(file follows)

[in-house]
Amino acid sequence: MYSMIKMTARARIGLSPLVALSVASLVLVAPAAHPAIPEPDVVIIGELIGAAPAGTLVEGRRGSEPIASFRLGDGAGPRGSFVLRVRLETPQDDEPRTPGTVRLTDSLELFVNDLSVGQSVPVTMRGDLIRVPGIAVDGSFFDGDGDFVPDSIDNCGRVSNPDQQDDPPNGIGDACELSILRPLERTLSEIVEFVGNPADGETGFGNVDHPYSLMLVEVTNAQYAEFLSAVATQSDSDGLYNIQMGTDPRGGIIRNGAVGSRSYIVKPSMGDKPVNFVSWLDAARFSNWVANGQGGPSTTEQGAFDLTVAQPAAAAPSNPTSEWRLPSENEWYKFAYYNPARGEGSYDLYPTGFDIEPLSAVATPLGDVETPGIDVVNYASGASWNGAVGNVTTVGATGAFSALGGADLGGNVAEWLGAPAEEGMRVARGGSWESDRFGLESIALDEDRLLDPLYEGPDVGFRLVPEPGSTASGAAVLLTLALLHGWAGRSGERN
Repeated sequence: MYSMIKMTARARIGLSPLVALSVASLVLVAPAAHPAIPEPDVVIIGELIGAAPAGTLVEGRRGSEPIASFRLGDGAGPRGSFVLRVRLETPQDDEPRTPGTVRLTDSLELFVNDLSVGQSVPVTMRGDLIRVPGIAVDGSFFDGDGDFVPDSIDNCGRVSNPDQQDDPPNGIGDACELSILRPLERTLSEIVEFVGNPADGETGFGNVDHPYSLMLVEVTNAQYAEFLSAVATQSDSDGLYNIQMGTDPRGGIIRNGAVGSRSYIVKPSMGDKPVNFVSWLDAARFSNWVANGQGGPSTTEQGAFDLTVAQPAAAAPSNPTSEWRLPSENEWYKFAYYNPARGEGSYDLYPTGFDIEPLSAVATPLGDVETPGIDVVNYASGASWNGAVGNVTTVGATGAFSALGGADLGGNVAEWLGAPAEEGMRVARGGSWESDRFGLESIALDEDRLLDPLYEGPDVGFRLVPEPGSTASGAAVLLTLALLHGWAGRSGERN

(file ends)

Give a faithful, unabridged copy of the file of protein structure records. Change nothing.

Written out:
[in-house]
Amino acid sequence: MYSMIKMTARARIGLSPLVALSVASLVLVAPAAHPAIPEPDVVIIGELIGAAPAGTLVEGRRGSEPIASFRLGDGAGPRGSFVLRVRLETPQDDEPRTPGTVRLTDSLELFVNDLSVGQSVPVTMRGDLIRVPGIAVDGSFFDGDGDFVPDSIDNCGRVSNPDQQDDPPNGIGDACELSILRPLERTLSEIVEFVGNPADGETGFGNVDHPYSLMLVEVTNAQYAEFLSAVATQSDSDGLYNIQMGTDPRGGIIRNGAVGSRSYIVKPSMGDKPVNFVSWLDAARFSNWVANGQGGPSTTEQGAFDLTVAQPAAAAPSNPTSEWRLPSENEWYKFAYYNPARGEGSYDLYPTGFDIEPLSAVATPLGDVETPGIDVVNYASGASWNGAVGNVTTVGATGAFSALGGADLGGNVAEWLGAPAEEGMRVARGGSWESDRFGLESIALDEDRLLDPLYEGPDVGFRLVPEPGSTASGAAVLLTLALLHGWAGRSGERN
Repeated sequence: MYSMIKMTARARIGLSPLVALSVASLVLVAPAAHPAIPEPDVVIIGELIGAAPAGTLVEGRRGSEPIASFRLGDGAGPRGSFVLRVRLETPQDDEPRTPGTVRLTDSLELFVNDLSVGQSVPVTMRGDLIRVPGIAVDGSFFDGDGDFVPDSIDNCGRVSNPDQQDDPPNGIGDACELSILRPLERTLSEIVEFVGNPADGETGFGNVDHPYSLMLVEVTNAQYAEFLSAVATQSDSDGLYNIQMGTDPRGGIIRNGAVGSRSYIVKPSMGDKPVNFVSWLDAARFSNWVANGQGGPSTTEQGAFDLTVAQPAAAAPSNPTSEWRLPSENEWYKFAYYNPARGEGSYDLYPTGFDIEPLSAVATPLGDVETPGIDVVNYASGASWNGAVGNVTTVGATGAFSALGGADLGGNVAEWLGAPAEEGMRVARGGSWESDRFGLESIALDEDRLLDPLYEGPDVGFRLVPEPGSTASGAAVLLTLALLHGWAGRSGERN